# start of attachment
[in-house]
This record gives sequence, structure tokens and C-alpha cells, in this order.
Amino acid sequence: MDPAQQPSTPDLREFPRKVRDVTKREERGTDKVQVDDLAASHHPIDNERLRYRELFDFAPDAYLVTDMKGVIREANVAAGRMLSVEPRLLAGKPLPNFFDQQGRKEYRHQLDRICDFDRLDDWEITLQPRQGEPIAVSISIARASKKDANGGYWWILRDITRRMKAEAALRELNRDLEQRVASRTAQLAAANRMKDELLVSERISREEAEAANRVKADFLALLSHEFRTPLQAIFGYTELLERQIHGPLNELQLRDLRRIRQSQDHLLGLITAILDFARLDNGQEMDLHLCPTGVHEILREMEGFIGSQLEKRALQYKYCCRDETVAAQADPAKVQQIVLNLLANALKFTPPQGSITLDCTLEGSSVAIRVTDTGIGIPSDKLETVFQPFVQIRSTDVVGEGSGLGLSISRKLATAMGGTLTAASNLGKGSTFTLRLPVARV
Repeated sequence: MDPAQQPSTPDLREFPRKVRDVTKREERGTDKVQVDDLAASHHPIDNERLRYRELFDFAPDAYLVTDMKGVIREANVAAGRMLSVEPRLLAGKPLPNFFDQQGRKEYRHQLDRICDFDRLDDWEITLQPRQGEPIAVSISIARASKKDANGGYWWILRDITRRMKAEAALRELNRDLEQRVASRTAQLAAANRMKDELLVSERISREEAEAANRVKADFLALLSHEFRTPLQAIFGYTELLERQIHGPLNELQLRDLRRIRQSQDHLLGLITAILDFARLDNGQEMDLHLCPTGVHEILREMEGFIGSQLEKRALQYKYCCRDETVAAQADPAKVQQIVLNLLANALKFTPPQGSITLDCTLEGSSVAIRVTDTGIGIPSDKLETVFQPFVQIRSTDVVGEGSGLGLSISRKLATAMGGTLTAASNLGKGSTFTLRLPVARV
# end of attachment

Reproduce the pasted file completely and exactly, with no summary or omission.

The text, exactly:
[in-house]
This record gives sequence, structure tokens and C-alpha cells, in this order.
Amino acid sequence: MDPAQQPSTPDLREFPRKVRDVTKREERGTDKVQVDDLAASHHPIDNERLRYRELFDFAPDAYLVTDMKGVIREANVAAGRMLSVEPRLLAGKPLPNFFDQQGRKEYRHQLDRICDFDRLDDWEITLQPRQGEPIAVSISIARASKKDANGGYWWILRDITRRMKAEAALRELNRDLEQRVASRTAQLAAANRMKDELLVSERISREEAEAANRVKADFLALLSHEFRTPLQAIFGYTELLERQIHGPLNELQLRDLRRIRQSQDHLLGLITAILDFARLDNGQEMDLHLCPTGVHEILREMEGFIGSQLEKRALQYKYCCRDETVAAQADPAKVQQIVLNLLANALKFTPPQGSITLDCTLEGSSVAIRVTDTGIGIPSDKLETVFQPFVQIRSTDVVGEGSGLGLSISRKLATAMGGTLTAASNLGKGSTFTLRLPVARV
Repeated sequence: MDPAQQPSTPDLREFPRKVRDVTKREERGTDKVQVDDLAASHHPIDNERLRYRELFDFAPDAYLVTDMKGVIREANVAAGRMLSVEPRLLAGKPLPNFFDQQGRKEYRHQLDRICDFDRLDDWEITLQPRQGEPIAVSISIARASKKDANGGYWWILRDITRRMKAEAALRELNRDLEQRVASRTAQLAAANRMKDELLVSERISREEAEAANRVKADFLALLSHEFRTPLQAIFGYTELLERQIHGPLNELQLRDLRRIRQSQDHLLGLITAILDFARLDNGQEMDLHLCPTGVHEILREMEGFIGSQLEKRALQYKYCCRDETVAAQADPAKVQQIVLNLLANALKFTPPQGSITLDCTLEGSSVAIRVTDTGIGIPSDKLETVFQPFVQIRSTDVVGEGSGLGLSISRKLATAMGGTLTAASNLGKGSTFTLRLPVARV